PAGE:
Strength and mobility are the keys to The Good Life.

Think about it. You want to enjoy your life and I doubt sitting watching TV all hours of the day are your recipe for success (and if it is, why are you still reading this!?).  Deep down, you have some goals you want to achieve.  It doesn’t matter if it’s as simple as running a 5K race or summiting Kilimanjaro, there is a desire in each one of us.  Whether we want to acknowledge it or accept that it may take a lot of work, it’s there.  And the secret to achieving it is not sexy or glamorous.  But it is actually quite easy when you are disciplined enough to set aside a half-hour a day to either improving mobility, flexibility, strength, or rehab exercises.

If you need guidance with this, check out Victor’s Guide to Functional Strength Training Course to guide you in the steps you need to achieve your goals.  

For the Good Life, you need more then just 30-minutes of strength or pre-hab work. Find ways to get OUTSIDE and PLAY!  Pick up a new sport.  Get social and find a hiking group.  Find something that excites you and doesn’t feel like work.


The Good Life Rule #4: Be Thankful and Show It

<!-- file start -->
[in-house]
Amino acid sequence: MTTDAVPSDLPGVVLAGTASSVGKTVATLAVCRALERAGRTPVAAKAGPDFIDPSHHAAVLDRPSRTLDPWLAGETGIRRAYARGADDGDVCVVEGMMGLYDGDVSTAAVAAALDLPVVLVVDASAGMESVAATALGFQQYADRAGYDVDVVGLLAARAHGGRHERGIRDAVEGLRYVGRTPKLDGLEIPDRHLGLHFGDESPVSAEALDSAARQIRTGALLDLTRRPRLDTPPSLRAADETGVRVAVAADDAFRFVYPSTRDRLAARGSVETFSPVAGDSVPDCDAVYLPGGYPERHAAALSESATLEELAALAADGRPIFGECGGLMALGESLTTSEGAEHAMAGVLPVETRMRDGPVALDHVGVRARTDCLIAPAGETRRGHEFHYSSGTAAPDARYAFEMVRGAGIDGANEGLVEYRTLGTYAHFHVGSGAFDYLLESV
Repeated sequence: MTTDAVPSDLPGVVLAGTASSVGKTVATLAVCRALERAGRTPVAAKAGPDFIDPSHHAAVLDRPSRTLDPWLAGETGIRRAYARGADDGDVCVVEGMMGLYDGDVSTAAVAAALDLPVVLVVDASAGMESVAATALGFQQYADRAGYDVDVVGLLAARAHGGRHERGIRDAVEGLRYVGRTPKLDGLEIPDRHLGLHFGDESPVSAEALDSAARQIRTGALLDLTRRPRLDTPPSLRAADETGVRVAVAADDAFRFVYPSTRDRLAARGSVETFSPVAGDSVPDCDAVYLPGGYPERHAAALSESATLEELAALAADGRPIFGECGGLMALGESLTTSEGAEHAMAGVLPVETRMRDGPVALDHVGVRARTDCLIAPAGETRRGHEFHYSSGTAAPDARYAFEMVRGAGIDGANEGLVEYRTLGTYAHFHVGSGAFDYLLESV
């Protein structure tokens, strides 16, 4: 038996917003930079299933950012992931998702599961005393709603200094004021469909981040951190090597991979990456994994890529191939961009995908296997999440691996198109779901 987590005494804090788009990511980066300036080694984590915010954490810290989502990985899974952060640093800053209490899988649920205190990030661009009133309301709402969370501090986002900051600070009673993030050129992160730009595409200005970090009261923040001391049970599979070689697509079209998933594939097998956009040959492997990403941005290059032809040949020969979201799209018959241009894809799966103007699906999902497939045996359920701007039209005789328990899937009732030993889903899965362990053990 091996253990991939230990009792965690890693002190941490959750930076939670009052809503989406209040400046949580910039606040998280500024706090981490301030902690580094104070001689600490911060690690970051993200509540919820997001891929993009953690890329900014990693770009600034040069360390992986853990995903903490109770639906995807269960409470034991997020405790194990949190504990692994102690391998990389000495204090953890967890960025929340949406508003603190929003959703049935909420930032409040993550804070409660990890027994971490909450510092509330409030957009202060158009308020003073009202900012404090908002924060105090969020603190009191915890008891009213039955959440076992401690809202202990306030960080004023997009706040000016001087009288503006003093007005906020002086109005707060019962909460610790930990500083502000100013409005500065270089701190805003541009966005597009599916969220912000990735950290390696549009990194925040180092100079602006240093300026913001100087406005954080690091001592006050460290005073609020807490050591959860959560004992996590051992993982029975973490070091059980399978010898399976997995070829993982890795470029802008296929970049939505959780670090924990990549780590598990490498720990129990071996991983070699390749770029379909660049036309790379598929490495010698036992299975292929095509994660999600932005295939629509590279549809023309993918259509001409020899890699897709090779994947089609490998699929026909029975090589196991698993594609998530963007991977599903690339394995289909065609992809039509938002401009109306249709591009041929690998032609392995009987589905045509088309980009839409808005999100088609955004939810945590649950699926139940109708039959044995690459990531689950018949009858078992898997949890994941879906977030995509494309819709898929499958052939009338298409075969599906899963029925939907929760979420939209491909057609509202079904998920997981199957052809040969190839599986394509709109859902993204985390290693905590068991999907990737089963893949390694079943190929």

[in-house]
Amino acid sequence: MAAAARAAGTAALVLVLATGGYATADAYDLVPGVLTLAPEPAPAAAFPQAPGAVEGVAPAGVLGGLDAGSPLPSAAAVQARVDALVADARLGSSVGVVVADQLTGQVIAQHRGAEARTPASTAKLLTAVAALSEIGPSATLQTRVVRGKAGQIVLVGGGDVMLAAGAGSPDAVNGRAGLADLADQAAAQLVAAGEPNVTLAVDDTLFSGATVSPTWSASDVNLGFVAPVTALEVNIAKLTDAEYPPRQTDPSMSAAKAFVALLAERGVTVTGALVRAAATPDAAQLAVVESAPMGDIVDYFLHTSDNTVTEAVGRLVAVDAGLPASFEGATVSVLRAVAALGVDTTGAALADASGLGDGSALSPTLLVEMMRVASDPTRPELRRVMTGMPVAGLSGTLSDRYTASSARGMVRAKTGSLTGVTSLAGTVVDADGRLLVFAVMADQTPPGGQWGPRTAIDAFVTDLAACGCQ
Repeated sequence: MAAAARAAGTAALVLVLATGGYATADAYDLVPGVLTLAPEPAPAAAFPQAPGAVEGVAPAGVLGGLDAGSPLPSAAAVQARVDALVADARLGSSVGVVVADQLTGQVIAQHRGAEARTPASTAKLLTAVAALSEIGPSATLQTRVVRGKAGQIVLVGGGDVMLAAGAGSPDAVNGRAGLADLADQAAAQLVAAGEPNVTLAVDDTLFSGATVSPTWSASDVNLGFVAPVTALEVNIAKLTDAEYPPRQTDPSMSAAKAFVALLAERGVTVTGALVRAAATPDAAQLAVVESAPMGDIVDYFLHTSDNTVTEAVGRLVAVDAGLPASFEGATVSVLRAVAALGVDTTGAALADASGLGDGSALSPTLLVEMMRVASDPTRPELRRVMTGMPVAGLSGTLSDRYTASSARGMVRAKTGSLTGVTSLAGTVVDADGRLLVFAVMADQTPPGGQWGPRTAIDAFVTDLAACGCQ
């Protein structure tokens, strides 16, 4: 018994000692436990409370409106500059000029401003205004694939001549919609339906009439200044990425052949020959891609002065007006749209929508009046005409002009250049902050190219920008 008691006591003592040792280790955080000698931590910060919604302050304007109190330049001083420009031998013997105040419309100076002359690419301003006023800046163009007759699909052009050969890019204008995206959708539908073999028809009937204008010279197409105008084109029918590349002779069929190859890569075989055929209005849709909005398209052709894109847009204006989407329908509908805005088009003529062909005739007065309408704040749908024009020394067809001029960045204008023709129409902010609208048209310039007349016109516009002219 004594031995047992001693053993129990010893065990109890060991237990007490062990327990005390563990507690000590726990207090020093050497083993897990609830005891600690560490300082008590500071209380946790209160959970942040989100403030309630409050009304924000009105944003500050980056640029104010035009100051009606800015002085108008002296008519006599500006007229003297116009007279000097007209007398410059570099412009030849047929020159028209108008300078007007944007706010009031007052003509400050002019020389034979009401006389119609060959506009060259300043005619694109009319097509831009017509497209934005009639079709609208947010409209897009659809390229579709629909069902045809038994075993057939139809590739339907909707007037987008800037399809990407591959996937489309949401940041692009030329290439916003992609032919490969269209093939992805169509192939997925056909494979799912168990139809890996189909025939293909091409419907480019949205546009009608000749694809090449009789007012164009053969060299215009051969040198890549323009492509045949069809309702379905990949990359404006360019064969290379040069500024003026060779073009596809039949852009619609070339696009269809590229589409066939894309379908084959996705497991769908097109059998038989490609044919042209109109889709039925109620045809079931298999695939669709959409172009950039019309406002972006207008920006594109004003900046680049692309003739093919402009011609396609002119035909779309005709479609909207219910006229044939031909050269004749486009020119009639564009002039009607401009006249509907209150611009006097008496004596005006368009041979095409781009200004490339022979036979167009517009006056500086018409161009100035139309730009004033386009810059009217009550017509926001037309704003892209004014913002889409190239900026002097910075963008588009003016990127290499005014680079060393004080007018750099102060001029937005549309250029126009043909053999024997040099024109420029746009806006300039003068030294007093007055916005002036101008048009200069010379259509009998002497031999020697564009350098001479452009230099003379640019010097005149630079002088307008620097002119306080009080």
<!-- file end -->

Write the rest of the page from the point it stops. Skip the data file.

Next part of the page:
Goal: Keep a gratitude journal and make sure the things you are writing in it are things you are truly grateful for achieving.

family photo at the beach

Truly feeling happy at the end of each day is the epitome of The Good Life. 

Sure I yelled at my kids today, but they deserved it.  They were lazy, selfish, and entitled at moments and I called them on it.  Hey, it’s a tough world and if they don’t step it up, they will never be able to create their own Good Life. 

I also hugged them often, cooked with them, surfed and climbed with them, shopped with them, talked with them (a lot—they never stop talking). 

I get a lot of satisfaction out of my days and try to go to bed with a warm feeling of happiness and the ability to take deep cleansing breaths that fill my soul with gratitude for the effort and reward of a day spent working hard, playing hard, eating well, and managing stress.    

If you don’t have that sense of gratitude at the end of the day, you can’t live The Good Life and it may be time to purge and realign your desires with your priorities.  

The Good Life Rule #5: Who Owns What?

Goal: Align your stuff with what truly sparks joy in your life.

Small spaces, Why RV Living with Kids is Awesome

There’s another big factor in living the Good Life that is often overlooked- Your Stuff. 

All the things you own, really own you.  Ask Van-Lifers why they are so happy and they will all agree … It’s the Freedom. The ability to come and go as they please. 

Now I’m not saying you need to sell all your belongings and live in a van, but I am saying you need to align your stuff with what is actually important to you. 

That garage full of boxes that you may go through one day could be preventing you from living the Good Life.